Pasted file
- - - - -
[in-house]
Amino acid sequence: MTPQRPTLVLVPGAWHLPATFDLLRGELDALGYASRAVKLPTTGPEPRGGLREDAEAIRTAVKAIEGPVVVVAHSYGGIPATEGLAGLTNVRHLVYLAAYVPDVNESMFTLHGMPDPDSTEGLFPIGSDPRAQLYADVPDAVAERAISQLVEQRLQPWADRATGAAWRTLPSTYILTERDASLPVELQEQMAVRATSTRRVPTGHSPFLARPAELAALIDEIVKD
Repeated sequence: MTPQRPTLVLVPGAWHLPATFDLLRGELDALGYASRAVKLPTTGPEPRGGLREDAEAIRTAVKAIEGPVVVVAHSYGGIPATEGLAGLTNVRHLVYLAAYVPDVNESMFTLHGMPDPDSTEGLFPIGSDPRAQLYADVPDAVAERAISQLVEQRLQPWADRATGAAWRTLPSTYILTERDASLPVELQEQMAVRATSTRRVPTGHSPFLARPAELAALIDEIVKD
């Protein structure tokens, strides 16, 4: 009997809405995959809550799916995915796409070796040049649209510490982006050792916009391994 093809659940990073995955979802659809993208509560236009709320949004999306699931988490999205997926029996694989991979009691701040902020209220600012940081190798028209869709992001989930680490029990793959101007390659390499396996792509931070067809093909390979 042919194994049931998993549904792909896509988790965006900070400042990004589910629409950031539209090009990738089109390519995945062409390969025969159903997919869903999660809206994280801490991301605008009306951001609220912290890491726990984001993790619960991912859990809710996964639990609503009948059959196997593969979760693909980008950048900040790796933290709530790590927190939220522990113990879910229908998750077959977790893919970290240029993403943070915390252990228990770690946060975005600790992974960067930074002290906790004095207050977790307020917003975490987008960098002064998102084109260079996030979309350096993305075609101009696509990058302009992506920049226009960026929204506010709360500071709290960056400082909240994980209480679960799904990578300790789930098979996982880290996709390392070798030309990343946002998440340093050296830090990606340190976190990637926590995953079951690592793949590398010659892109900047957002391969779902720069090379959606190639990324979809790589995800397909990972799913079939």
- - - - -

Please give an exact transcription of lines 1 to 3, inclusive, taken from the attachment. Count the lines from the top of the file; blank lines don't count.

[in-house]
Amino acid sequence: MTPQRPTLVLVPGAWHLPATFDLLRGELDALGYASRAVKLPTTGPEPRGGLREDAEAIRTAVKAIEGPVVVVAHSYGGIPATEGLAGLTNVRHLVYLAAYVPDVNESMFTLHGMPDPDSTEGLFPIGSDPRAQLYADVPDAVAERAISQLVEQRLQPWADRATGAAWRTLPSTYILTERDASLPVELQEQMAVRATSTRRVPTGHSPFLARPAELAALIDEIVKD
Repeated sequence: MTPQRPTLVLVPGAWHLPATFDLLRGELDALGYASRAVKLPTTGPEPRGGLREDAEAIRTAVKAIEGPVVVVAHSYGGIPATEGLAGLTNVRHLVYLAAYVPDVNESMFTLHGMPDPDSTEGLFPIGSDPRAQLYADVPDAVAERAISQLVEQRLQPWADRATGAAWRTLPSTYILTERDASLPVELQEQMAVRATSTRRVPTGHSPFLARPAELAALIDEIVKD